One tiny problem… the brain will detect an ‘error’ when its expectation is different from what occurs in reality. You will feel it when your expectations aren’t met. Think about how you feel when you don’t expect a car to pull out in front of you and it does… or when you expected your kids to clean their room and they didn’t… or you expected a team member to complete a task and it isn’t done. All of these ‘errors’ can cause you to react in a negative (and sometimes ‘thought-less’ manner) because your autonomic self-protection system has been triggered. Your brain shuts down cognitive function and sends that energy to your muscles and other organs to quickly respond to the perceived error or threat.

One problem… in reaction/error mode, the brain doesn’t know is that this really isn’t a threat to your physical well-being.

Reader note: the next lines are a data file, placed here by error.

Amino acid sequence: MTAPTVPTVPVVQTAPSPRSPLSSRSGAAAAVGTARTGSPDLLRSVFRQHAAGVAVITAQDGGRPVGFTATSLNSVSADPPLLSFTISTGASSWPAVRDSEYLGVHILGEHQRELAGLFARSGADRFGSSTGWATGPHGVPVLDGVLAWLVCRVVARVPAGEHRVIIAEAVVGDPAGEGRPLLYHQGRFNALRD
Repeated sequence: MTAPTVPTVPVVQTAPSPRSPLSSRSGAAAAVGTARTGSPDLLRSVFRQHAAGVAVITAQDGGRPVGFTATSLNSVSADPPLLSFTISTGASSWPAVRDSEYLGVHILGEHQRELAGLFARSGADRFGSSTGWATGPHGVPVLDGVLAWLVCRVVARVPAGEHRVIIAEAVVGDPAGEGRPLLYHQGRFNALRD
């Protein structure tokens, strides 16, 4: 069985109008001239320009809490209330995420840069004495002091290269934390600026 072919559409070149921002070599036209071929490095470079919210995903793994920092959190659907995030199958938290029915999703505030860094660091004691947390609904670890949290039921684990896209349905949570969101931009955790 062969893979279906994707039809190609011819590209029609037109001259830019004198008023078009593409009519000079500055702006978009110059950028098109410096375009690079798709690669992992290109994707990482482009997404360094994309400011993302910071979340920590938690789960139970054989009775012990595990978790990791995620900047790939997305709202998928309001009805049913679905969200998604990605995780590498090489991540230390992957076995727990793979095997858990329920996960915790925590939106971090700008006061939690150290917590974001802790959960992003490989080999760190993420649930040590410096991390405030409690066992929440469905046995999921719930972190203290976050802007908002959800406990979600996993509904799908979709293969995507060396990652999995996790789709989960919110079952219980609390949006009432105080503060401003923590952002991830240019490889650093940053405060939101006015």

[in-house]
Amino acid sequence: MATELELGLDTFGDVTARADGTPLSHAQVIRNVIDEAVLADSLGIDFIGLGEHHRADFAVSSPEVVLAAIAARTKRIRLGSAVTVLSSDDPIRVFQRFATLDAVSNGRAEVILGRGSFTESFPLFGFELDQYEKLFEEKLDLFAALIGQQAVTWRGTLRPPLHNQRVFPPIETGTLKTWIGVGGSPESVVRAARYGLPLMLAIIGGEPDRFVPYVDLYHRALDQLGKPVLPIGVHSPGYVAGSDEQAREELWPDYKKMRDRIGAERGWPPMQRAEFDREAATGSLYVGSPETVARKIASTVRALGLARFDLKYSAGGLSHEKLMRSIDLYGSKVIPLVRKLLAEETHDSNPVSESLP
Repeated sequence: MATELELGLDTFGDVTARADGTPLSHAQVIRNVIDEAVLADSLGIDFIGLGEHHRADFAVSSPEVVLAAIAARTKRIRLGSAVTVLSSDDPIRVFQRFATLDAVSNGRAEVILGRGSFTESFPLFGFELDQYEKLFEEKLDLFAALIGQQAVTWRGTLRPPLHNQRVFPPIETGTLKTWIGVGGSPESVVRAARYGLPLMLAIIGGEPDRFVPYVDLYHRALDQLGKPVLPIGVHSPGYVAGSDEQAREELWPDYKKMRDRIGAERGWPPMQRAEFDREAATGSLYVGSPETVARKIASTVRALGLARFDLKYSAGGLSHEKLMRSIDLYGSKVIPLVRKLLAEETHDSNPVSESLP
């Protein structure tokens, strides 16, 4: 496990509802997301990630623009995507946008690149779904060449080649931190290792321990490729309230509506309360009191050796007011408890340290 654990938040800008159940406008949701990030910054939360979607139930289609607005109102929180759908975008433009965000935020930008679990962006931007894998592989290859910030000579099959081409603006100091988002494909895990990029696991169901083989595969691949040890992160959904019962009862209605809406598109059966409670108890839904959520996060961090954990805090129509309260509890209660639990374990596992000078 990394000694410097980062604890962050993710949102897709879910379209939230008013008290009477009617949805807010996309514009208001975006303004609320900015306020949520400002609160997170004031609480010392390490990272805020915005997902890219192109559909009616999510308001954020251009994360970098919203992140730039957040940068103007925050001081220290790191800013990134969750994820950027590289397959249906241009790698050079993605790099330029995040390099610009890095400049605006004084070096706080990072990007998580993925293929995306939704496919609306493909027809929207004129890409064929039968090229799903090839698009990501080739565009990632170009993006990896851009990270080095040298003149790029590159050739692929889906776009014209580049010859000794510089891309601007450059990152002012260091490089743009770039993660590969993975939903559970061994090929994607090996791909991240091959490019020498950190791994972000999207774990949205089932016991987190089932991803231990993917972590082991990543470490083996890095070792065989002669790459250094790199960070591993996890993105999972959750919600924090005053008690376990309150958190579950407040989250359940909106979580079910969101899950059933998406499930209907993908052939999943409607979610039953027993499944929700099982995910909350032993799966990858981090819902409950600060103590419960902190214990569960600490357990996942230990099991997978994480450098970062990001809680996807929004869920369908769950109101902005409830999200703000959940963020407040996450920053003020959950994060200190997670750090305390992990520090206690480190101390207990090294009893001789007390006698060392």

So, what kind of strife arises in your life when the cans and wills aren’t aligned?

Let’s look at some statements that you may have heard by well-meaning people that can cause this misalignment. Have you ever heard this one?

“You can do anything you want to do in life.” While meant to be motivational, it’s a lie. No where on the planet is there a place where you can do whatever you want to do in life. There are always consequences and choices that have to be made within certain physical or mental parameters. Now, you are free try to do anything, but you may not have the talents or skills to accomplish what you’d like to accomplish.